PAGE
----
Nigeria has launched its Open Data Development Initiative, with the goal of driving innovation, investment and economic growth by enabling access to government data.
The initiative, according to the Ministry of Communication Technology, is a consultative and inclusive process that will open up high value datasets from across government ministries to Nigerian citizens, businesses and the rest of the world, for free.
Omobola Johnson, Nigeria’s minister of communication technology, noted the increasing importance of data in all aspects of life.
“When analysed and presented in an intelligent format, data is essential to making informed decisions that produce value. The essence of publishing non-sensitive government data online is to deliver value-adding insights that benefit citizens, she said.
“We would like to ensure that our open data initiative is driven by demand. We will be guided by the practical needs of Nigerians to ensure that open data fuels innovation and grows the Nigerian economy.”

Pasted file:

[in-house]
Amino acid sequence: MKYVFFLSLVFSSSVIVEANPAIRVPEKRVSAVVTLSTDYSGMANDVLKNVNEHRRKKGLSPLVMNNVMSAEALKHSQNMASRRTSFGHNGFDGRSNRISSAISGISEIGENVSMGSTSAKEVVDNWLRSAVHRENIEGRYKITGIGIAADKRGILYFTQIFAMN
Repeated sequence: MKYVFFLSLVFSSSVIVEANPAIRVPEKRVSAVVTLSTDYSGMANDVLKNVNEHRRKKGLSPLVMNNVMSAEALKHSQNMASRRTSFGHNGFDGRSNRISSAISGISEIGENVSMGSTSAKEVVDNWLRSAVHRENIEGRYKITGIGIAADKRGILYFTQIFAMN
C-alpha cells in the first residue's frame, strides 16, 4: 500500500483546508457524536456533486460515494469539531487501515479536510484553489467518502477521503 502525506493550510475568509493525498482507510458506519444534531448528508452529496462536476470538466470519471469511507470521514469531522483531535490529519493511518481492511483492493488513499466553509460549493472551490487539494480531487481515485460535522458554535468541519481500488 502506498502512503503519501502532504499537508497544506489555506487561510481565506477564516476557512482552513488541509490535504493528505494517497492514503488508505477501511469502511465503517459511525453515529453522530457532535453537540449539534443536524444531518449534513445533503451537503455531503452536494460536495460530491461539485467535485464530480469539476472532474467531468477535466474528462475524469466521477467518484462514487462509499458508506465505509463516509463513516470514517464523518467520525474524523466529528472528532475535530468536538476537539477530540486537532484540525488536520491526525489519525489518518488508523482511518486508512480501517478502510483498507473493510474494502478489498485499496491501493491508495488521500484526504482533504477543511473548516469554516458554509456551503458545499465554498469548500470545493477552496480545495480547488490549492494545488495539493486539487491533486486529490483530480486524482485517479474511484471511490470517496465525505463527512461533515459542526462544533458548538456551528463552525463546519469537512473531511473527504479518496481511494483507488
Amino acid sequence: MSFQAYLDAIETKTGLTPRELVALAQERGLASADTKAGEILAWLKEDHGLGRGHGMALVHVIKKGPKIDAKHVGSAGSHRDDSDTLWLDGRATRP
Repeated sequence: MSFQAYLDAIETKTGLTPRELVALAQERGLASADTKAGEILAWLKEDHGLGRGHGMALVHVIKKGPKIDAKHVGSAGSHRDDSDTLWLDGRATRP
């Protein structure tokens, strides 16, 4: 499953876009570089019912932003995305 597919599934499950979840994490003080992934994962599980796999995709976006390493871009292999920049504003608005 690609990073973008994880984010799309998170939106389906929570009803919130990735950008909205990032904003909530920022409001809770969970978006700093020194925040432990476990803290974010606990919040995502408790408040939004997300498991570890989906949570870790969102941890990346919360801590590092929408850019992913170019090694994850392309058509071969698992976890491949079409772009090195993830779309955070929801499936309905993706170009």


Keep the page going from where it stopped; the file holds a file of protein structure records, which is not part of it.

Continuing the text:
“The commencement of this process makes Nigeria the world’s first federal open data initiative to simultaneously launch inclusive and continuing consultations with both government and non-government communities on their open data priorities to develop the country’s national open data implementation plan,” said Efem Nkanga, Special Advisor (Media) to the Minister of Communication Technology, in a statement.
Supported by the World Bank and DFID, the Nigeria Federal Open Data Initiative aims to highlight the potential efficiency, innovations and public value that can be achieved when government uses technology to open its data. Over 50 countries have launched federal-level open data initiatives.
“The impact on economic growth can be transformative; an analysis by global consulting firm McKinsey indicates that open data generates more than US$3 trillion of new economic value for the US economy alone. Also the weather data of the US is worth US$30 billion annually, while the total worth of Global Positioning System (GPS) data is worth US$90 billion,” Nkanga said.